The impossible fight against the coronavirus in the shanty towns of Latin America

L’impossible lutte contre le coronavirus dans les bidonvilles d’Amérique latine

Montevideo | It was only a matter of time: the epidemic of the coronavirus affects the shanty towns of Latin America, where millions of residents are unable to comply with the preventive measures, the risk of dying of hunger.

“We are increasingly concerned about the poor and other vulnerable groups more exposed to disease and death because of the virus,” said recently the director of the pan american health Organization (PAHO), Carissa Etienne.

With a curve of infections is soaring in countries such as Brazil, Peru, and Chile, and a likely underestimation of cases, the situation is explosive.

In Argentina, the authorities have sounded the alarm after the detection of the 84 cases of contamination proved to be, and a hundred other suspects in Villa Azul, a slum on the outskirts of Buenos Aires.

The 3,000 inhabitants have been placed in total isolation, with prohibition to leave the area cordoned off by police. The goal is to avoid that the virus enters a slum nearby, where a crowd of 16 000 people.

But in a region where the average rate of informal jobs reached 54%, a number that is expected to grow in the coming months due to the economic crisis difficult for the poorest to choose between “die of hunger or die because of the virus”.

For Dalia Maimon, of the federal University of Rio de Janeiro, the logic is the following: by not working, “I am sure to die of hunger, then I take the risk, trying not to be contaminated, and I’m going to work”.

“How we buy to eat ?”

Another problem is the overpopulation of these districts does not facilitate the application of the measures of social distancing. The inhabitants spend a good portion of the day outside due to cramped housing conditions in which they often live several generations.

With regard to teleworking, it is impossible for the vast majority of people employed in the services or the informal sector. And unemployment continues to rise due to the paralysis of the economy.

“We are construction workers, vendors, we go out every day. With the confinement, everything was closed down and most of us no longer work”, explained to AFP Oscar Gonzalez, a Chilean of 43 years.

The welder lives in the neighbourhood of Brisas del Sol, one of the most densely populated of the metropolitan areas of Santiago, where riots are multiplied for claim assistance the State. “We do not have even a small help from the government. They believe that we can live without money, but how we buy to eat?”, gets the craftsman.

In other countries, criminal organizations take advantage of the vacuum left by the State to extend their control. It is “the trend is the most alarming,” according to security expert Douglas Farah, spoke recently on the topic in a forum in Washington organized by the Organization of american States.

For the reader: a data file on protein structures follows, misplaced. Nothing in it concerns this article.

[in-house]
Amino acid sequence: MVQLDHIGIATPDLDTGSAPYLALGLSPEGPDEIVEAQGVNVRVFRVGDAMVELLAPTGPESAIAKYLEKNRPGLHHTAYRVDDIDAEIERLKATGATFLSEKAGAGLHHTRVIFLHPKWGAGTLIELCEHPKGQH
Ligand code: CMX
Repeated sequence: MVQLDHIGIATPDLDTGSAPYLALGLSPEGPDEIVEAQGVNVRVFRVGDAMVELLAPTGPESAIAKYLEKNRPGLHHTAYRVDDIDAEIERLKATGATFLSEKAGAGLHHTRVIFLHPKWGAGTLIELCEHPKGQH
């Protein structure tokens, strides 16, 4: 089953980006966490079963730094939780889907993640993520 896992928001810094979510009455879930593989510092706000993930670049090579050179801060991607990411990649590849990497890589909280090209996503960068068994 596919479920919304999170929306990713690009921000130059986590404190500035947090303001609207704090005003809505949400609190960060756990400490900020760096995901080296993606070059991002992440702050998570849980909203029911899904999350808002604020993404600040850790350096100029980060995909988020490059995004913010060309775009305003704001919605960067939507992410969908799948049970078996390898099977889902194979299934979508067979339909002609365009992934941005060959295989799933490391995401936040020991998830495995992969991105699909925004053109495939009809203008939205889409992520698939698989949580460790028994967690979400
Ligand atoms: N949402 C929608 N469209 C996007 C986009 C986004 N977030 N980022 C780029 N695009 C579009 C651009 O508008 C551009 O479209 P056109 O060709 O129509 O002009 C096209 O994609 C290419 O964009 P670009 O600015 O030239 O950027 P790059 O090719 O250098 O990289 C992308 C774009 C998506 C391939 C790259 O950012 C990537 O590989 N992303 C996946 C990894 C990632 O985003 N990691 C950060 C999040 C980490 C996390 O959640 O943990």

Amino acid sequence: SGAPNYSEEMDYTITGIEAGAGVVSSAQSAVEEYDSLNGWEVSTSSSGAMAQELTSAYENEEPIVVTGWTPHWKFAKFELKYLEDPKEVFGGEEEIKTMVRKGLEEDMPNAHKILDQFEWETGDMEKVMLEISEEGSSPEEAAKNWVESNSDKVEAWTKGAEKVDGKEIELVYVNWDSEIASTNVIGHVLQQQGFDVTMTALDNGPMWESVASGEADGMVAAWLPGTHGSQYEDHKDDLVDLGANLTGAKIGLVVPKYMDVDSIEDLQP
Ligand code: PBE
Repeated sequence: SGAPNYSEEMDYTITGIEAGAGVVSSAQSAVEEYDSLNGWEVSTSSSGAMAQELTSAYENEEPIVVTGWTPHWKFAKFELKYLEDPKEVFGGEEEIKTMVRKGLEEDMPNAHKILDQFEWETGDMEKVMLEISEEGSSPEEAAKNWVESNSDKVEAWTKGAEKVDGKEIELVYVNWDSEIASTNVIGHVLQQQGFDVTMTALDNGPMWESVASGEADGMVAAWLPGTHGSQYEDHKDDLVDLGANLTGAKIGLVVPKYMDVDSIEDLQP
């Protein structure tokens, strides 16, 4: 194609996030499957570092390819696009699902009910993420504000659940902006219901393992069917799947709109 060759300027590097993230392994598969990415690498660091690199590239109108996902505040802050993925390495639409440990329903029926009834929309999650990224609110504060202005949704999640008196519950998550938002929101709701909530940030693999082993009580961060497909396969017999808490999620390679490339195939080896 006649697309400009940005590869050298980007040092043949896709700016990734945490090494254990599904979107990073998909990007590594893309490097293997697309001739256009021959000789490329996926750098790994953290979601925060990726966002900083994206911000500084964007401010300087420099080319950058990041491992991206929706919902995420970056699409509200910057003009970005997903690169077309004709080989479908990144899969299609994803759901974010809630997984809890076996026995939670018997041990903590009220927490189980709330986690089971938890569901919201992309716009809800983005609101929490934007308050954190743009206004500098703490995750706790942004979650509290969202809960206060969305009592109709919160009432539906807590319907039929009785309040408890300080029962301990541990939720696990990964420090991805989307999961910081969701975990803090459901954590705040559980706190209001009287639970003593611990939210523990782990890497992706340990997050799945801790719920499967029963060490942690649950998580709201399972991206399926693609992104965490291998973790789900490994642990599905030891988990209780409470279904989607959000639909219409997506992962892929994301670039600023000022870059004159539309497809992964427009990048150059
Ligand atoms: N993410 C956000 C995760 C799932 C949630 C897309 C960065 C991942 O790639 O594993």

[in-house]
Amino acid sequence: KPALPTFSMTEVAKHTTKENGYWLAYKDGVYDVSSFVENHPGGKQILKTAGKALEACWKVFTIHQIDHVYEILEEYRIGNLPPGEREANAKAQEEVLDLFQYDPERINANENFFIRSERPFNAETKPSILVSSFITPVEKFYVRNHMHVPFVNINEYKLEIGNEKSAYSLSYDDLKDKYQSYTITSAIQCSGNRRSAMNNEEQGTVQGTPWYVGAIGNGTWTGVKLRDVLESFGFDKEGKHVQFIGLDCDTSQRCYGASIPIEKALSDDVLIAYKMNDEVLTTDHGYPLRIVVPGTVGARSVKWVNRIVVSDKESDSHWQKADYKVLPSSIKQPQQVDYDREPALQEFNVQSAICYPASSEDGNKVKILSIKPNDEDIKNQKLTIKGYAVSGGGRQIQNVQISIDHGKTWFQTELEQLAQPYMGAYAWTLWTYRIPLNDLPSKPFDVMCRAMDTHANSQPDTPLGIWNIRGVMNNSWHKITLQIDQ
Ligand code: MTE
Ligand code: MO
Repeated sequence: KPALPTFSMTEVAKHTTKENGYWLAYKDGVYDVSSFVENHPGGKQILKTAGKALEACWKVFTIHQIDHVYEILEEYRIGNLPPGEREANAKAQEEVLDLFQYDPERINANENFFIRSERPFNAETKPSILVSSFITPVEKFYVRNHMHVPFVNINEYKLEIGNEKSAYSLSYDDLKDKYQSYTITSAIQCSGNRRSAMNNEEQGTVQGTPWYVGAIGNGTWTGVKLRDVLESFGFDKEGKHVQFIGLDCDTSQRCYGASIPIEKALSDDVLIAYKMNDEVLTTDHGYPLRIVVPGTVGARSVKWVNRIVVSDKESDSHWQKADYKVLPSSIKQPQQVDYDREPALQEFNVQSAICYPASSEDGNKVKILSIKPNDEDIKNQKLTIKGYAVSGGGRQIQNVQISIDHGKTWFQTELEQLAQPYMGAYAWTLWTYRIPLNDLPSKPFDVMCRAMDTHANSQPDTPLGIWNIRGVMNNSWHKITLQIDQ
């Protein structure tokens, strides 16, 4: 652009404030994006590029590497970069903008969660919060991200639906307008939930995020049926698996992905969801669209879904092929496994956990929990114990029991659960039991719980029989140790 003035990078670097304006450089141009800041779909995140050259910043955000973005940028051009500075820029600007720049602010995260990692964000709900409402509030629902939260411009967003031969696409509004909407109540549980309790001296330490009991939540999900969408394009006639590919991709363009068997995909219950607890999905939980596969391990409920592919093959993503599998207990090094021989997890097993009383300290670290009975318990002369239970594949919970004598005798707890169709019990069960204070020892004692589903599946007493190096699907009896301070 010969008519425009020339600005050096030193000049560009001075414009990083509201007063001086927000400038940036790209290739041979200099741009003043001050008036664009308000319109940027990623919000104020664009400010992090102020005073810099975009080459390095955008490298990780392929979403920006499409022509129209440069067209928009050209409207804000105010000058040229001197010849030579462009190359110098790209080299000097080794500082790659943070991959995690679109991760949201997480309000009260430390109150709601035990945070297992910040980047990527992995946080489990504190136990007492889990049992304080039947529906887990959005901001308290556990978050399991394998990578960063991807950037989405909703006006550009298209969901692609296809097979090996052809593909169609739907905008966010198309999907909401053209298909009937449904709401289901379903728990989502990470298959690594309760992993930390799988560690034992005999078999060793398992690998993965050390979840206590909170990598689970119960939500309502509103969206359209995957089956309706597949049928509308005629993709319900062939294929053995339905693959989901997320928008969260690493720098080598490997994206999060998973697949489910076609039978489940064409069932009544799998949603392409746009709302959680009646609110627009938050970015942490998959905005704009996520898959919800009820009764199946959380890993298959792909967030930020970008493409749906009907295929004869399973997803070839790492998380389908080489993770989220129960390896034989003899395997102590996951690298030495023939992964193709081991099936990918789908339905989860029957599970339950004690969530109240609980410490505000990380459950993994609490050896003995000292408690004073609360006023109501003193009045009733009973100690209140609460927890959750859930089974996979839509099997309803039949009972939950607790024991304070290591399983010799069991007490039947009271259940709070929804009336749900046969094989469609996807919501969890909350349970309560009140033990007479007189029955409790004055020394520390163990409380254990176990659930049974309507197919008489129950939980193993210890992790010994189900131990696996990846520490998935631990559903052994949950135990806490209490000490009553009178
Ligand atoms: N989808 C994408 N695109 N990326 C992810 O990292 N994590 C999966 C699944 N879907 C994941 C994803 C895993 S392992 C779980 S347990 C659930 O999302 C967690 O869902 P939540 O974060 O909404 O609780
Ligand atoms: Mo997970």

In Mexico, the cartels distribute food and medicines; in Honduras, the gangs are organizing campaigns of disinfection in the territories they control.

Threat silent

In the Face of the deficiencies of the States, Churches and associations will also mobilise in organizing information campaigns, disinfection, and countless soup kitchens.

A 6 de Mayo, in the outskirts of Santiago, the locals know where we live, the sick, and organize themselves to bring them food. “If we don’t help them, nobody will do it,” said Gloria Reyes, a seamstress of 62 years.

“We need to have our own public policy and to imagine alternatives in the absence of the government,” confirms Gilson Rodrigues, head of district to Paraisopolis, the second biggest slum in São Paulo (100 000 inhabitants), who is preparing for “the worst scenarios”.

Brazil is now the second country most affected by the pandemic in terms of absolute numbers, after the United States, with more than 25 000 deaths and over 400 000 infections for 210 million inhabitants.

Other headache, the access to the water. According to the UN, nearly 89 million people in the region do not have basic services of sanitation, making it difficult for the regular washing of hands, the basic rule for preventing the spread of the Covid-19.

In Peru, severely affected by the pandemic, nearly one-third of the 10 million inhabitants of Lima are thus confronted with severe problems of access to water, especially in the peripheral areas.

“The water crisis in Lima is a threat silent. The most vulnerable populations are those who are more likely to be exposed to the pandemic,” says the AFP Mariella Sanchez, director of the NGO Aquafondo.

In Venezuela, the epidemic is coming, adding to an economic situation that is already dire, with shortages of electricity and gasoline always more numerous. In San Cristobal, a city located on the border with Colombia, the family of Reinaldo Vega uses on a daily basis to techniques of “scouts”.

“This is how we survive,” he said to the AFP in going in search of firewood for cooking.

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